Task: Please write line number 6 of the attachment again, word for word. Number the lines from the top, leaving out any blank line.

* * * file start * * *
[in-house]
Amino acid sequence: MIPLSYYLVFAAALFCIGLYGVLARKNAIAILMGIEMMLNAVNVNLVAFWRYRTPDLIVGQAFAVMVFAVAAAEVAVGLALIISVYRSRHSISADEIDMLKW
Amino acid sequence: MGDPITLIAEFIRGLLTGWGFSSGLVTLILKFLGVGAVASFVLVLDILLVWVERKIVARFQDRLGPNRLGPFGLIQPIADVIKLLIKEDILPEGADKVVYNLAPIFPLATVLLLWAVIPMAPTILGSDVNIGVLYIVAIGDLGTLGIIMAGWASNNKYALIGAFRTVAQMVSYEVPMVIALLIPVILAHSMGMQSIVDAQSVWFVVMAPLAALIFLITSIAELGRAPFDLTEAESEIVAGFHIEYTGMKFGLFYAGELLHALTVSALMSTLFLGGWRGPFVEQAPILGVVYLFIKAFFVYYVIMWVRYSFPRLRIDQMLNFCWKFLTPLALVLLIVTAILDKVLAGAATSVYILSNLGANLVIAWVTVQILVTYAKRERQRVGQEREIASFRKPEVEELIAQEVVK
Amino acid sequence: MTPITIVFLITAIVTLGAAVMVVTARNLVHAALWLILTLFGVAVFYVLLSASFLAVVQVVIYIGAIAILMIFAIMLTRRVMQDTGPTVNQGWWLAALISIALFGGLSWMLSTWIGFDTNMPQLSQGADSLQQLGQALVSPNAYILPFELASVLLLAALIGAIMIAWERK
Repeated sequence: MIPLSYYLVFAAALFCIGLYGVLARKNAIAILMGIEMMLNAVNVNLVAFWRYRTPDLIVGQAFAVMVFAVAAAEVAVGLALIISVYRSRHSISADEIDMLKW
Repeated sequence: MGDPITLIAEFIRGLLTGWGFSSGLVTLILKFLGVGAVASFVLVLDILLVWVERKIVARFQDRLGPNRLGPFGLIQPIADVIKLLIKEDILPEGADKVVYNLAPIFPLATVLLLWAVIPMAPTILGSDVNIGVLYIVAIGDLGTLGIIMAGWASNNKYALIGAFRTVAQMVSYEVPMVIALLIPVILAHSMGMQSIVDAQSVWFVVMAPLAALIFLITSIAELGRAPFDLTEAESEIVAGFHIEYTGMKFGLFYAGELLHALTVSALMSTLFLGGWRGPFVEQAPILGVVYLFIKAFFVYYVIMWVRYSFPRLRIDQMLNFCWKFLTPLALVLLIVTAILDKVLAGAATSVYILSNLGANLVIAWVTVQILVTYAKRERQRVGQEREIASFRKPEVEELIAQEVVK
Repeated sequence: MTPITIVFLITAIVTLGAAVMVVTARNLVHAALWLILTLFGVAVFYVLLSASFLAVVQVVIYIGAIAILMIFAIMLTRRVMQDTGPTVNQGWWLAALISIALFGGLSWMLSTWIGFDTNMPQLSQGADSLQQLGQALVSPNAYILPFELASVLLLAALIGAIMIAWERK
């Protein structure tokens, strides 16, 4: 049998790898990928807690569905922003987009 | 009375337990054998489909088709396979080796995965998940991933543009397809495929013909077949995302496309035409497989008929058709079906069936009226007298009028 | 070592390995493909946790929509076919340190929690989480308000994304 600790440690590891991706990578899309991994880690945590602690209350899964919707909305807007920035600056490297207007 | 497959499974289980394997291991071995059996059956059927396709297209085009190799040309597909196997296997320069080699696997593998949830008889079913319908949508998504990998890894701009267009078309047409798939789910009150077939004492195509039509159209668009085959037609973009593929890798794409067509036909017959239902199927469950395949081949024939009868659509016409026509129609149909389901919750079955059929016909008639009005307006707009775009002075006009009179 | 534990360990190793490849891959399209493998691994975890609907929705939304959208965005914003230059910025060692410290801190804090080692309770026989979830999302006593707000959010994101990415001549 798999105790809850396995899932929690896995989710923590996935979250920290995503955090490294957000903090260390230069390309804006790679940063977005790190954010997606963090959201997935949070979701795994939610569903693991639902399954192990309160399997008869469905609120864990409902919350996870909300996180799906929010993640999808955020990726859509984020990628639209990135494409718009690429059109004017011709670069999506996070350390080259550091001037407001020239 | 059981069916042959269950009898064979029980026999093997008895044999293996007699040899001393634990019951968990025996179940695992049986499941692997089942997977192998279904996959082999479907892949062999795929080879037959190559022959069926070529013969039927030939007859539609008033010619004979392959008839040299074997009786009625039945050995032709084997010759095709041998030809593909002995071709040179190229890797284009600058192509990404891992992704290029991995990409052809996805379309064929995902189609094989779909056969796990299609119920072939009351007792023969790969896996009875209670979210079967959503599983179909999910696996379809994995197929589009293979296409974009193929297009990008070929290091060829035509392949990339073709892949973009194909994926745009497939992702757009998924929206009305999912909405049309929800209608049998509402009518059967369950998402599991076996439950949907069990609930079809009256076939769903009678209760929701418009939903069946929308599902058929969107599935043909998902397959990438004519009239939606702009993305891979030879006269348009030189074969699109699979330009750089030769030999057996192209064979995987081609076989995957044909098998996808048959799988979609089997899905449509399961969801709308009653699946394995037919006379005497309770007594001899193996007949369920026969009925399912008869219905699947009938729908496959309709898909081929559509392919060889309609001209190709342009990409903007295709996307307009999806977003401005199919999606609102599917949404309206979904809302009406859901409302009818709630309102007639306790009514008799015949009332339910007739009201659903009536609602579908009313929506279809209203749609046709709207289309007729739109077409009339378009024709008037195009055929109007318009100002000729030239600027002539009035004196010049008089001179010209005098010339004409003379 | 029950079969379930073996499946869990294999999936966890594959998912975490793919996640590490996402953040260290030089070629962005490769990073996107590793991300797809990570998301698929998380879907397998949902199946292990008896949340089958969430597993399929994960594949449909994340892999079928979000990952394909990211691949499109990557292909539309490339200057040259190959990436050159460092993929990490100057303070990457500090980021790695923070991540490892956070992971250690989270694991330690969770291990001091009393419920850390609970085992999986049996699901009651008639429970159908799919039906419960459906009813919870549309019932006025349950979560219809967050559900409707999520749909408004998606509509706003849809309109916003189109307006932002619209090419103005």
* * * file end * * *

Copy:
Repeated sequence: MGDPITLIAEFIRGLLTGWGFSSGLVTLILKFLGVGAVASFVLVLDILLVWVERKIVARFQDRLGPNRLGPFGLIQPIADVIKLLIKEDILPEGADKVVYNLAPIFPLATVLLLWAVIPMAPTILGSDVNIGVLYIVAIGDLGTLGIIMAGWASNNKYALIGAFRTVAQMVSYEVPMVIALLIPVILAHSMGMQSIVDAQSVWFVVMAPLAALIFLITSIAELGRAPFDLTEAESEIVAGFHIEYTGMKFGLFYAGELLHALTVSALMSTLFLGGWRGPFVEQAPILGVVYLFIKAFFVYYVIMWVRYSFPRLRIDQMLNFCWKFLTPLALVLLIVTAILDKVLAGAATSVYILSNLGANLVIAWVTVQILVTYAKRERQRVGQEREIASFRKPEVEELIAQEVVK